The onset of Lennox-Gastaut syndrome (LGS) does not begin with a specific type of seizure. For young children when there is no known cause, LGS usually begins with a "drop attack" followed by other seizures.1 The names and specific signs of the different seizure types are listed below. Keep in mind that as your child grows from childhood to adulthood, the seizures he or she experiences may change.
Tonic seizures are also known as drop attacks because they can cause the patient who is standing to be thrown to the ground.1
Doctors don’t usually diagnose LGS unless the child is having tonic seizures.1 Generally, muscles tighten (this can happen to a specific set of muscles, or most muscle groups at once), the eyes roll back, and pupils dilate.2 Tonic seizures can cause faster heartbeats and a temporary stop in breathing.2 They occur most often during sleep and usually last 10 to 60 seconds.2
This is the second most common seizure associated with LGS.1 Atypical absences are characterized by a gradual onset and termination1 as well as staring, pauses in activity, and a lack of response.2 They are generally 5 to 30 seconds long.2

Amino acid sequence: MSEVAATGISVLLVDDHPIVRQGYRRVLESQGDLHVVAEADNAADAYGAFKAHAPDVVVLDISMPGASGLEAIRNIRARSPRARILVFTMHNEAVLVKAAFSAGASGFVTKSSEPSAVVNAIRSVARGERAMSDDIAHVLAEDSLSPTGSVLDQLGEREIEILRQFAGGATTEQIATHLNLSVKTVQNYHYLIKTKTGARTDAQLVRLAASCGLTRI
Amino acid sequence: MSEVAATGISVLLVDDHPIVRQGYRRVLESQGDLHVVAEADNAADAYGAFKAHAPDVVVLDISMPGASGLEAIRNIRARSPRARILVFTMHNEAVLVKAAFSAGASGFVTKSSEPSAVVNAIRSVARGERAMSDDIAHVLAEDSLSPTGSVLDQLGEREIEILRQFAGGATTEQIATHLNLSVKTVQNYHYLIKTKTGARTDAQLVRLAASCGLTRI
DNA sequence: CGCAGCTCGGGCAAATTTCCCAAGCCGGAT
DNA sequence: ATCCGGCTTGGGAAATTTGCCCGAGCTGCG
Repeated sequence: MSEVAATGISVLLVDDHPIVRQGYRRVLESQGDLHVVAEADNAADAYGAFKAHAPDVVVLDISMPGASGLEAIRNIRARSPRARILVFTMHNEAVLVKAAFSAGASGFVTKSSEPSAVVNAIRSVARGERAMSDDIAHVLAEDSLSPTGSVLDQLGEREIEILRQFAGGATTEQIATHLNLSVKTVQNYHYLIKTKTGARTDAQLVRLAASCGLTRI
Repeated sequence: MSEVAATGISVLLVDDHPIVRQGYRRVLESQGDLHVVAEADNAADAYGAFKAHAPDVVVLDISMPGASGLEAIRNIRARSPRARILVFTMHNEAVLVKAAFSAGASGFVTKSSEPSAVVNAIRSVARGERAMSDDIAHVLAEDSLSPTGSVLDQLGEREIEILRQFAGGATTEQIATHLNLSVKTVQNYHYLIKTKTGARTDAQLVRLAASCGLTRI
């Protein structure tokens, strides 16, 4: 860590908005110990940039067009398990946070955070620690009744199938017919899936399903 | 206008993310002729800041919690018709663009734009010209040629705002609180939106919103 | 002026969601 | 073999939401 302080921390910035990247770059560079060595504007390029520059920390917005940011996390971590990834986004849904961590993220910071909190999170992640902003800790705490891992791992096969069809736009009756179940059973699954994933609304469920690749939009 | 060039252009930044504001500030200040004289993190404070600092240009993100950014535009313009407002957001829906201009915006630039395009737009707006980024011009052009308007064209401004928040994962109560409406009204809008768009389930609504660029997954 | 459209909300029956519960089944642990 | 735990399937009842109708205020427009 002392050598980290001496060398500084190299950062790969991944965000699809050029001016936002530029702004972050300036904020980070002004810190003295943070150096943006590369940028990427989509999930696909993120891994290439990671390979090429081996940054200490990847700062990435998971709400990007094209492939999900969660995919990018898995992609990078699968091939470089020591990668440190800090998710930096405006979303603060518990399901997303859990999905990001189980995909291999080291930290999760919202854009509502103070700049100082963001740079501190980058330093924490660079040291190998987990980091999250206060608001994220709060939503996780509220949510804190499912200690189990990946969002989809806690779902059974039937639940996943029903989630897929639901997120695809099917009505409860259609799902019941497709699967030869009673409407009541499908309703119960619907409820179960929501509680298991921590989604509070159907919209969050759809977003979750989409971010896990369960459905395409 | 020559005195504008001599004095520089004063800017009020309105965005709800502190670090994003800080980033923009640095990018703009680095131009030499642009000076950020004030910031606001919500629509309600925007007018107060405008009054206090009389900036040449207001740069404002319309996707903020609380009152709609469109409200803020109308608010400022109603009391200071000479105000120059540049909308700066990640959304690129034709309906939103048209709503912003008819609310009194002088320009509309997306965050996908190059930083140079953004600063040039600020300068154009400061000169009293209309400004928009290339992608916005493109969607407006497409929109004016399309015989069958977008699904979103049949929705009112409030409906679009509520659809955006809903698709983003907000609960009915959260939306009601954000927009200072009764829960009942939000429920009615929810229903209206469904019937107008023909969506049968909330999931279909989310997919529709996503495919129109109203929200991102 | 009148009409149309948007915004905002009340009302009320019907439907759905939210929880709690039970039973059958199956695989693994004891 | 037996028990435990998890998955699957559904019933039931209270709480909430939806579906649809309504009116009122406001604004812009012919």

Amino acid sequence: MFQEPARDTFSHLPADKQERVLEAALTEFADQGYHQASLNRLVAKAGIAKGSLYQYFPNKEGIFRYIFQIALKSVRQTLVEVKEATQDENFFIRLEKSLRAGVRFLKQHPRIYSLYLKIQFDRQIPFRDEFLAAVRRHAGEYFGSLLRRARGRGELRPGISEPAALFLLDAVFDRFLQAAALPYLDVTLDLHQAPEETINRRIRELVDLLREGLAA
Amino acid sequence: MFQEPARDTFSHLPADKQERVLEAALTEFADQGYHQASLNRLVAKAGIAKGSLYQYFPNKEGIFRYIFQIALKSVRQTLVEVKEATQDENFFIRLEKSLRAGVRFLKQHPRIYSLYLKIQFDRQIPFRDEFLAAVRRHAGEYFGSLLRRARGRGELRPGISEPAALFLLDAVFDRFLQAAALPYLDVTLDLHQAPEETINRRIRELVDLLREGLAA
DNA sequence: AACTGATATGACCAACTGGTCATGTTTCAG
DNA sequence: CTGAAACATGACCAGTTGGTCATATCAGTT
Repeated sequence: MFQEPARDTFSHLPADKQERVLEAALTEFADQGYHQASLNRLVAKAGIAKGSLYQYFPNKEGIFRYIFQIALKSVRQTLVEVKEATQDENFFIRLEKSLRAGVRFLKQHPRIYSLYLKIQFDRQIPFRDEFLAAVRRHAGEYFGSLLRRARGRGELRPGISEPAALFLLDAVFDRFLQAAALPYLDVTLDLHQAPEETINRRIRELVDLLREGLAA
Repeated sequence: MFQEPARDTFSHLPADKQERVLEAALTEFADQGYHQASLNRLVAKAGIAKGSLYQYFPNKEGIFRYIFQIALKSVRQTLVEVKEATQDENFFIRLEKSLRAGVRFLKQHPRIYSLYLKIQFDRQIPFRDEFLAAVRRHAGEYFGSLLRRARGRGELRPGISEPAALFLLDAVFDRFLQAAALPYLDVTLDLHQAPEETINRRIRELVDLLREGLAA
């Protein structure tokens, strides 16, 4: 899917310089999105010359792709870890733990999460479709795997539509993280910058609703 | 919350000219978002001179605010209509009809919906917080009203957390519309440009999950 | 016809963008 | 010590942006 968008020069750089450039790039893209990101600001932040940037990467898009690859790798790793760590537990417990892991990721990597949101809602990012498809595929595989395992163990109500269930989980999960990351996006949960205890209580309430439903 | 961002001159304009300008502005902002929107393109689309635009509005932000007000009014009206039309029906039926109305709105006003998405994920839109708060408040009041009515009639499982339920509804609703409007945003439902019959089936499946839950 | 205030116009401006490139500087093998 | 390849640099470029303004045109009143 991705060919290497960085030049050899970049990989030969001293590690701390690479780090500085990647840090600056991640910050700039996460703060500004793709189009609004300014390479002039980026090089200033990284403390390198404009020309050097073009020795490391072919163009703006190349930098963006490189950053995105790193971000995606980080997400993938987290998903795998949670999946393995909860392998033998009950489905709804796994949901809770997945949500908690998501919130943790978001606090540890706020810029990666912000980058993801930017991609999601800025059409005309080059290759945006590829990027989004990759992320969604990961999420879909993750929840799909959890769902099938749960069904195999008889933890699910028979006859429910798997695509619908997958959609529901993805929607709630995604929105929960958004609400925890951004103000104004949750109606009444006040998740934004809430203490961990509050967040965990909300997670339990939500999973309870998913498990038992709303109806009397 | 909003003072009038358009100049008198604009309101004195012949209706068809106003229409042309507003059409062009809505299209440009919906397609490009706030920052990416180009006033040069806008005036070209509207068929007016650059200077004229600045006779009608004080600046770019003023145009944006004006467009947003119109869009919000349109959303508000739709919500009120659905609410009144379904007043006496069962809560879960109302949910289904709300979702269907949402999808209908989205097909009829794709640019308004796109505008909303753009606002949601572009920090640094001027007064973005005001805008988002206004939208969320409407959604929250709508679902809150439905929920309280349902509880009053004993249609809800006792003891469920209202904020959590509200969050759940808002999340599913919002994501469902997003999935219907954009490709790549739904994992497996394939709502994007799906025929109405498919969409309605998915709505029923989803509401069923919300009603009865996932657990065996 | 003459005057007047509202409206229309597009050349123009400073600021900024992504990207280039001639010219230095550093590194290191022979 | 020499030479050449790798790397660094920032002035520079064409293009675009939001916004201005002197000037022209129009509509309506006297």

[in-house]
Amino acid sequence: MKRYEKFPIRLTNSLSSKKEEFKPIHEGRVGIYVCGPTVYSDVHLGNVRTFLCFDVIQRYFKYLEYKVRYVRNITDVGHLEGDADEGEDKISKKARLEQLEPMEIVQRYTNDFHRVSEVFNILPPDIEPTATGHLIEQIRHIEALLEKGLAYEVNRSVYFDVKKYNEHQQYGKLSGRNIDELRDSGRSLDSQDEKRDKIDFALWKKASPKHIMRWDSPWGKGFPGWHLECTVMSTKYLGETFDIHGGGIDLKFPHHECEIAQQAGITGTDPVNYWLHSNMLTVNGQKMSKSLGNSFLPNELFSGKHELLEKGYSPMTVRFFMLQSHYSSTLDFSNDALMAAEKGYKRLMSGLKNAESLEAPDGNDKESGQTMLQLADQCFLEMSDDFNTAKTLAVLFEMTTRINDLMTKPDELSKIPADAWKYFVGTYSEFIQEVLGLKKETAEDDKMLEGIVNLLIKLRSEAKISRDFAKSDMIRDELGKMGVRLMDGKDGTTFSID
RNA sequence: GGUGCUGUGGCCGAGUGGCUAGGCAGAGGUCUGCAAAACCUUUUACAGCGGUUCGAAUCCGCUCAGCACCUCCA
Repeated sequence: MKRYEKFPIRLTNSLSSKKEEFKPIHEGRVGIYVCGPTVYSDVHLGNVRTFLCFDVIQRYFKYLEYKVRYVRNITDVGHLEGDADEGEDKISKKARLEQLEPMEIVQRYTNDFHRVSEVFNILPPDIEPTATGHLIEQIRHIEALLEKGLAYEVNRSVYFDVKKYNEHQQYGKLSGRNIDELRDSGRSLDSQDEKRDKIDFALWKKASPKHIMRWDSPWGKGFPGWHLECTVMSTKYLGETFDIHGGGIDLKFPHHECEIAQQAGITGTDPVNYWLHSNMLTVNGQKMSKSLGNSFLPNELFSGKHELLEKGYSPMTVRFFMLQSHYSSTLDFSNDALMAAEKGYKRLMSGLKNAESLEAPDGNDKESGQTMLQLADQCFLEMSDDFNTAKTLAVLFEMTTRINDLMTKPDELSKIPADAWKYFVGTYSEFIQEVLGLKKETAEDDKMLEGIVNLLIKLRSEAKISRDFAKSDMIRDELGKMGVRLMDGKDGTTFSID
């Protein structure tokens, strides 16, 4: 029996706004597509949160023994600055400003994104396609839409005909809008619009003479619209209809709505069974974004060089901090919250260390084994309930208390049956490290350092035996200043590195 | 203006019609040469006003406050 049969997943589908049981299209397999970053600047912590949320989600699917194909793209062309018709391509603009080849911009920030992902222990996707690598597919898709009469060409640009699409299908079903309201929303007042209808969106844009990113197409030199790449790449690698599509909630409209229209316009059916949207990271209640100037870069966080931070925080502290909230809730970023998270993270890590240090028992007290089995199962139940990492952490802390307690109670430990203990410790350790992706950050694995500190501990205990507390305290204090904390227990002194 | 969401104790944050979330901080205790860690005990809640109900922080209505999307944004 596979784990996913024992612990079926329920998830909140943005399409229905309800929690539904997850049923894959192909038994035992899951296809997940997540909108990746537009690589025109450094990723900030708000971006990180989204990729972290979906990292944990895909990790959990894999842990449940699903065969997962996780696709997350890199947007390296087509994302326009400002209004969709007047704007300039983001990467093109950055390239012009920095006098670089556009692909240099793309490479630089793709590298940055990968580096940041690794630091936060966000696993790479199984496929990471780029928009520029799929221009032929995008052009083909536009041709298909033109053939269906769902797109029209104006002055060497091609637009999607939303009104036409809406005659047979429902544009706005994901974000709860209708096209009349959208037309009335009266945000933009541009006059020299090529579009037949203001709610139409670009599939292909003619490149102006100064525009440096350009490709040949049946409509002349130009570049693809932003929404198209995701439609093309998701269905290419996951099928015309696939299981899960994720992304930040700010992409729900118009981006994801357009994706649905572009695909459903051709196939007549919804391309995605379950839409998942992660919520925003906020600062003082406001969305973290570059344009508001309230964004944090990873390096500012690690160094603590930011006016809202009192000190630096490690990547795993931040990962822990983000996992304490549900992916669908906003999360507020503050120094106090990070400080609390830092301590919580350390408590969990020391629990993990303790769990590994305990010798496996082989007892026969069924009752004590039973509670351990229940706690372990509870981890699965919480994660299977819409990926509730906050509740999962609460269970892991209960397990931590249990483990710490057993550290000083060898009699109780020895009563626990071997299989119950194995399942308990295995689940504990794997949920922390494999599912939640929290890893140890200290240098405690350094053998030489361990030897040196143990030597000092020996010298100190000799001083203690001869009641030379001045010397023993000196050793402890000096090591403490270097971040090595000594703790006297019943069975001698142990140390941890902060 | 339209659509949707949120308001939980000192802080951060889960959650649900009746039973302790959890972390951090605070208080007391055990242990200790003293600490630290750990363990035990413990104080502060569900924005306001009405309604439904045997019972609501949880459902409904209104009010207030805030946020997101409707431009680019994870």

A period of jerking movements.3
During partial seizures, a specific part of the brain does not work properly. Certain movements, emotions, sensations, and feelings can be affected.4
In the first phase of tonic-clonic seizures, the stiffening associated with tonic seizures occurs.3 It then gradually changes to the clonic phase, in which the muscles quickly switch between contraction and relaxation.3
Remember that LGS, just like other epilepsies, is more than seizures. Often, children with epilepsy have behavioral problems as well.1 And just as you need to understand the different types of seizures, you’ll need to understand the causes of behavioral problems and ways to approach them.
A child who has LGS may experience a number of different types of seizures.1